Timothy Garton Ash

Timothy Garton Ash

Timothy Garton Ash, an internationally acclaimed contemporary historian whose work has focused on Europe since 1945, is a senior fellow at the Hoover Institution. Garton Ash is in residence at Hoover on a part-year basis; at the same time he continues to hold his appointments as professor of European studies, director of the European Studies Centre, and the Gerd Bucerius Senior Research Fellow in Contemporary History, all at St. Antony's College, Oxford University. Among the topics his work covers are the emancipation and eventual liberation of Central Europe from communism, the eastern policy of Germany and its reunification, how countries deal with a difficult past, the role of intellectuals in politics, and the relationship between the European Union and the larger Europe. His recent research has focused on relations between Europe and America, as both are faced with the global challenges of the early twenty-first century. This is the subject of his latest book, Free World: America, Europe and the Surprising Future of the West (2004). (See also www.freeworldweb.net.)

Wikipedia is 10 years old this Saturday. It is the fifth most visited site on the internet. Some 400 million people use it every month. I bet most readers of this column are among them. You want to check something, you Google it; as often as not, you Choose the Wikipedia link as the best way in.

What is extraordinary about this free encyclopedia, which mow contains more than 17m articles in more than 270 languages, Is that it is almost entirely written, edited, and self-regulated entirely by volunteers.

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Name me the country in which more than 50 new members of parliament have just been appointed for life. Most of them have been nominated by a political party, without any vote. No secret is made of the fact that for several of the appointees, as has long been the custom in that country, this life membership of the legislature is a reward for their generous financial contributions to one or other party. And, unlike for prisoners, "life" means until they die. As a result, one in three members of the existing chamber is over 75 years old.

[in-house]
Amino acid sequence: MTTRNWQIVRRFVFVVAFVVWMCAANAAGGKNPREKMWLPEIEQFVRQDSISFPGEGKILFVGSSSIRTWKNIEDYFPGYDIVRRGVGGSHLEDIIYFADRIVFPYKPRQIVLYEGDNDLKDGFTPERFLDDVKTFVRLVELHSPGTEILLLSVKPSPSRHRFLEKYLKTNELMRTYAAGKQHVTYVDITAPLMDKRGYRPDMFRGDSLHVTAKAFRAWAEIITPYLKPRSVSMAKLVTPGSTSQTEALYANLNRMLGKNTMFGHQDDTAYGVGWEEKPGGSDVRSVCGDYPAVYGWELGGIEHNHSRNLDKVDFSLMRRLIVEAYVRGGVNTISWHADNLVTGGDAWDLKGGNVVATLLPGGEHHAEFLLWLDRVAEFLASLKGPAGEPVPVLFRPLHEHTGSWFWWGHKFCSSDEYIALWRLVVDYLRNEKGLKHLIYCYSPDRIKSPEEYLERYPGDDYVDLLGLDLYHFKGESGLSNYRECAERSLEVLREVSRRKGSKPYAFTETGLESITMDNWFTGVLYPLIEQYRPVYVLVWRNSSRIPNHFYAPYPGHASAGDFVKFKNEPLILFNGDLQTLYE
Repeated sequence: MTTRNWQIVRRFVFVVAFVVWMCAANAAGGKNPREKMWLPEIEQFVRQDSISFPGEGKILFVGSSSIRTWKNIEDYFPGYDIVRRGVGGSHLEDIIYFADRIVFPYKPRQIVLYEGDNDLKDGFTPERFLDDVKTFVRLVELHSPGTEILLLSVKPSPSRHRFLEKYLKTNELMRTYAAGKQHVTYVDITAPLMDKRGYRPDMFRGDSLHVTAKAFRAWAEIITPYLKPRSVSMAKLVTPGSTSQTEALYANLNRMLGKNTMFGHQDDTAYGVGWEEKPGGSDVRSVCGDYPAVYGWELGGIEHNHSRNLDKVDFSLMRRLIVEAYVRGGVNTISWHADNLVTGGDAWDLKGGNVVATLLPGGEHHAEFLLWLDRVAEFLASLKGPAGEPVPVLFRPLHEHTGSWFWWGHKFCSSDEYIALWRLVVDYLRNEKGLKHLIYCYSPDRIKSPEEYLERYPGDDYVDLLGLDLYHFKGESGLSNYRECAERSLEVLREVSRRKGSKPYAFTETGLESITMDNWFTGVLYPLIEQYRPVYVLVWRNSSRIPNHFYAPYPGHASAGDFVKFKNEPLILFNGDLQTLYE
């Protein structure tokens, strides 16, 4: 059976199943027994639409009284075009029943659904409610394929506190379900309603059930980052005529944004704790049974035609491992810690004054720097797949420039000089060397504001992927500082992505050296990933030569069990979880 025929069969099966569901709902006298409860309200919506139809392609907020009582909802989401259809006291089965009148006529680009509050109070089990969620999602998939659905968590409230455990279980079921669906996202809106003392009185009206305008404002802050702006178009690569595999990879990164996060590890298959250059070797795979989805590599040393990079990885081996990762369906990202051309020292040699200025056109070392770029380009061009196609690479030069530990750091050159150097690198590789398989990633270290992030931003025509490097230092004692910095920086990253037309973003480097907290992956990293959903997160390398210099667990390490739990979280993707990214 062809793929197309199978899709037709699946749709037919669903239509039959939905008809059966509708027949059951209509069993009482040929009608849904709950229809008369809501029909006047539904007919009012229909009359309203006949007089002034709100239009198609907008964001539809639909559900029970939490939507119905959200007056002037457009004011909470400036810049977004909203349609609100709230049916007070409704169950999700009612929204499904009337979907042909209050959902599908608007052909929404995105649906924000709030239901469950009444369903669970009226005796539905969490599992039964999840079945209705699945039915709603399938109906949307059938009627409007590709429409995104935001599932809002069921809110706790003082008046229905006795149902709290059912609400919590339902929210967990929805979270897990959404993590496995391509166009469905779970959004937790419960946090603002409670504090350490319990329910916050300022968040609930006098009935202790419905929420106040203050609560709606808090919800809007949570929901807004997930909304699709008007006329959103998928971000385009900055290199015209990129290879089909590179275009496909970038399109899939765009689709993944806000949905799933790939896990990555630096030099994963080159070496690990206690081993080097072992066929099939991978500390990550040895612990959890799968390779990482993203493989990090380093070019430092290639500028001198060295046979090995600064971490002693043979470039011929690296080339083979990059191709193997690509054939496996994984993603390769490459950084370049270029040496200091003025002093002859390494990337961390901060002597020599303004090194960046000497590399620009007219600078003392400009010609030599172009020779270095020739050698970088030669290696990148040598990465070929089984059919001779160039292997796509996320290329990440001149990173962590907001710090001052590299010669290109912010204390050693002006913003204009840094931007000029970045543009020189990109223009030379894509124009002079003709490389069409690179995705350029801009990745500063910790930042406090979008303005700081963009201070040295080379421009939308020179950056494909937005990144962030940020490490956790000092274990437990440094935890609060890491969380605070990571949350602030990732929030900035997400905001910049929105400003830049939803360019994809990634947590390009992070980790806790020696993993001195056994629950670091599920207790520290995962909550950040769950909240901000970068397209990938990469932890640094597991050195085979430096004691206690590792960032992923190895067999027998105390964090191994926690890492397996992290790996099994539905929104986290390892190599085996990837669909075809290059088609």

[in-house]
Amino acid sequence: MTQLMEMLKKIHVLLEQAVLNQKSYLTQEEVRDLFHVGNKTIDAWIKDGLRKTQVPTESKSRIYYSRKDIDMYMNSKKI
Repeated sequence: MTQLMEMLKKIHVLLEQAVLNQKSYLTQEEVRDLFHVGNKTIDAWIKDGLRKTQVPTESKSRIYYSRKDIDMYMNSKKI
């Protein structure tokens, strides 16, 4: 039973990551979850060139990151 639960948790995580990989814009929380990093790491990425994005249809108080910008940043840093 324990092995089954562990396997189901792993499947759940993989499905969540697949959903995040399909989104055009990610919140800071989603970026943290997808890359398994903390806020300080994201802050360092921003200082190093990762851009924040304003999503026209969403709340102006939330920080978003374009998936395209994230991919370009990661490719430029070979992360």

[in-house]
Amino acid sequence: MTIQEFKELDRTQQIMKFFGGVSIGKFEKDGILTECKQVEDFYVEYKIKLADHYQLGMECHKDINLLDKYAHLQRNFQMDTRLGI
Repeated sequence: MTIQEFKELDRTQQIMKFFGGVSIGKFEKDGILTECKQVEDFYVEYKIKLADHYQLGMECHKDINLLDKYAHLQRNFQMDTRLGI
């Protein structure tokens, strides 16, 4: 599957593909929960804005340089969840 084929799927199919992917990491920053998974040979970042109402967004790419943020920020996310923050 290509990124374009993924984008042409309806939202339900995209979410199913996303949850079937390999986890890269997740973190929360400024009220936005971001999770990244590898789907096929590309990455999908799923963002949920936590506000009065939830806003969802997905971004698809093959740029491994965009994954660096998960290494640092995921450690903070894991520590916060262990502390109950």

Turkmenistan? Zimbabwe? Transnistria? No, that country is Britain, one of the oldest parliamentary democracies in the world. For all its talk of a "new politics", the coalition government last month announced the appointment of more than 50 new members of the Lords. The Conservatives’ list included such luminaries as Robert Edmiston, described in a BBC report as "a multimillionaire car salesman, who gave £2m to the party before the 2005 election". According to BBC research, the donors now being paid back with Conservative peerages have helped the party to electoral success with a total of £4,678,636.

Continue reading Timothy Garton Ash in The Guardian

It is the historian’s dream. It is the diplomat’s nightmare. Here, for all to see, are the confidences of friends, allies and rivals, garnished with American diplomats’ frank, sometimes excoriating assessments of them. Over the next couple of weeks, you, the readers of the Guardian, will enjoy a multi-course banquet from the history of the present.

The historian usually has to wait 20 or 30 years to find such treasures. Here, the most recent dispatches are little more than 30 weeks old. And what a trove this is. It contains more than 250,000 documents. Most of those I have seen, on my dives into a vast ocean, are well over 1,000 words long. If my sample is at all representative, there must be a total at least 250m words – and perhaps up to half a billion. As all archival researchers know, there is a special quality of understanding that comes from exposure to a large body of sources, be it a novelist’s letters, a ministry’s papers or diplomatic traffic – even though much of the material is routine. With prolonged immersion, you get a deep sense of priorities, character, thought patterns.

Continue reading Timothy Garton Ash in The Guardian

Step up, India

The world’s largest democracy and Asian regional power must put aside short-term interests and embrace its principles to help a nonviolent, democratic movement succeed in Burma.